So, yes, please honor those who are deserving today, because their sacrifices are beyond measure.  But don’t mingle that pride with any misplaced affection for the wars themselves.  I’ve met people who do, and they make me feel less safe.  My husband joined the military to help prevent war.  My greatest hope is that he succeeds and works himself right out of a job.

Wednesday, November 10, 2010

Crying (Babble)

With the recent death of my grandmother I have a good excuse to be crying lately.  Although, honestly, things are already feeling a little better.  The strange thing about her passing, for me, is that since there is no living person in the present to think of as my grandma, I am free to remember her as the person she was before the dementia set in and the woman I knew began to fade.  I’ve been released from thinking of that frail figure as my grandma, and back to thinking of her as the independent, intelligent, and generous person she was for most of her life.  She exists purely in memory now, so I can choose any memories of her I want, and I choose the ones that represent her best.  Oddly, for the first time in a long time, I feel like I have my old grandma back.

But experiencing strong grief has got me thinking about crying in general.  It’s one of those topics that doesn’t seem as if there would be much to it, until you give it a moment, and realize there are more types and situations involving crying than I’d ever have room for on one blog post.  From the parenting perspective alone, consider babies with colic where crying is like torture, babies who learn to fake cry just to get attention, kids who cry only when someone is watching, kids who only cry in private, arguments about letting a baby ‘cry it out’ at night, being able to recognize your own child’s crying in a crowd, if your kid cries in her sleep, crying about shots, crying about nothing, crying about everything….

I was fortunate that as babies my kids almost never cried.  I don’t really remember Mona crying about anything until she was around eight months old.  (She was the happiest little thing, and I had to check her crib often if I put her down in the day because if she woke up she’d just entertain herself with her hands or her toes and not make a peep.)  If they started to fuss I’d scoop them up, and I didn’t see any reason to ever let them cry.  (So for anybody out there whose instincts are telling them to not let their babies cry but are doubting themselves because of some outside influence, I say go with your gut.  I can’t name you one ill effect of having done that myself.)
From the time Aden was a few months old to the present day, if I cry in front of her, she cries.  If I cry in front of Quinn or Mona they can’t deal with it, and they act as if they are ignoring it, but I can tell it’s unsettling to them.  When something effects Aden emotionally tears come quickly and she accepts them.  Her tears flow and she wants a hug.  She even got emotional while we were doing violin practice the other day and got tears all over her instrument (ironically while working on “The Happy Farmer.”)  We got through it and then cuddled for awhile and all was well.  If I start to say something that Mona expects will be upsetting she tries to make me stop.  Mona wants to avoid public tears at all cost, and chooses often to be angry rather than sad to protect herself.  Quinn only cries out of pain or exhaustion, or if I act upset with him.  (If I raise my voice at Quinn it seems to destroy his world so I do my best to not let that happen.)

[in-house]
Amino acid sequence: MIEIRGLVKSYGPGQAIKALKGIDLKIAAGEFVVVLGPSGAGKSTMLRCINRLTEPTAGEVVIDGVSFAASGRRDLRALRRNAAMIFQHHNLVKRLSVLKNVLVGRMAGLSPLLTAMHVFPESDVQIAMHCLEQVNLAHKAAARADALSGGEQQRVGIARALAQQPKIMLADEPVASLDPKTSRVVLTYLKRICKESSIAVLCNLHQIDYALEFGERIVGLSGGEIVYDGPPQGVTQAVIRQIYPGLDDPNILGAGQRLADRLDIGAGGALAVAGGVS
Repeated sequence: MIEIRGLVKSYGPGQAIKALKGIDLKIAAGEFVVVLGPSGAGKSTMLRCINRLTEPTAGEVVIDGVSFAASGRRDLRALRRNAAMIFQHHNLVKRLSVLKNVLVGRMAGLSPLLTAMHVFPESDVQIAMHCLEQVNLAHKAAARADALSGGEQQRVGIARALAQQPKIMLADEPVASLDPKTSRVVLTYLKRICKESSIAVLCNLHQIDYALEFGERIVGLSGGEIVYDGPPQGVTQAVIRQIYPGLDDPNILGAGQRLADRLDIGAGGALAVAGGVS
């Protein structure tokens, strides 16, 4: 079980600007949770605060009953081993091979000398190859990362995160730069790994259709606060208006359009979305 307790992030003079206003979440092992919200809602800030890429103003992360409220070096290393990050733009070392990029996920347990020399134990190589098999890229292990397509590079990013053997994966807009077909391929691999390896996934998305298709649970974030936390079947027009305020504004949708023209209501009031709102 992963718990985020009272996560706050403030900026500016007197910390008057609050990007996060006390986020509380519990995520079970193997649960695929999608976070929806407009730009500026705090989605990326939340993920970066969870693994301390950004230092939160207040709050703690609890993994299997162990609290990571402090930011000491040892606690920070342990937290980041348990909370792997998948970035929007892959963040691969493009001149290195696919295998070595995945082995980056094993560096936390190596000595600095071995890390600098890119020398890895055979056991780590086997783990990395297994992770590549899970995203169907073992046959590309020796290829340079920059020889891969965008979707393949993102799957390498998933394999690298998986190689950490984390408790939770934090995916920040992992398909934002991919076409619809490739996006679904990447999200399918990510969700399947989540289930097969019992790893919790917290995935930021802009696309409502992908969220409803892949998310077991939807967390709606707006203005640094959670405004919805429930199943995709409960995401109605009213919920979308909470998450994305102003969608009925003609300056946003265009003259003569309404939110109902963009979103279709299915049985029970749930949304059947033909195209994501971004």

Sometimes I feel like I cry at everything.  There are songs on the kids’ CDs that will make me weep, and if I sing along with pop tunes I’ve noticed that usually a modulation in the chorus will induce tears for some reason.  I enjoy a good cry sometimes, and certain movie or TV moments can send me instantly over the edge.  (The final moments of Six Feet Under, the end of Harold and Maude, Spock dying in The Wrath of Kahn, emotional scenes in the new Dr Who, that episode of Star Trek the Next Generation where Picard lives out a whole lifetime in his mind and then snaps back to reality…..  Yes I know my Sci-Fi nerdiness is showing–what of it?  Huh?)

Anyway, when I think about crying I think about how unfortunate it is that women, in general, are wired to cry more easily than men.  I hate that.  There was a time in martial arts class many years ago when I got thrown particularly hard, and I had to clamp my mouth shut for a few moments or I knew I would burst into tears and not be able to stop.  I did not want to cry in the dojo, so I couldn’t even say, “Hai Sensei” in response to the teacher’s questions because I knew once the dam broke it was over.  I got away with a serious nod instead.  It’s not that I think crying itself is bad or weak, but the sense of not being in control of yourself is horrible and embarrassing.

And I do believe it’s biological.  I once heard a fascinating radio interview with a person who had transitioned from male to female, and she described what happened after the hormone shift began.  She was on the phone arguing with someone at an airline, and she knew in the past the way she’d gotten results as a man was to speak forcefully, but when she opened her mouth to do just that, all that came out were sobs.  She said she felt as if she were suddenly insane because it wouldn’t stop and the experience was bewildering and awful.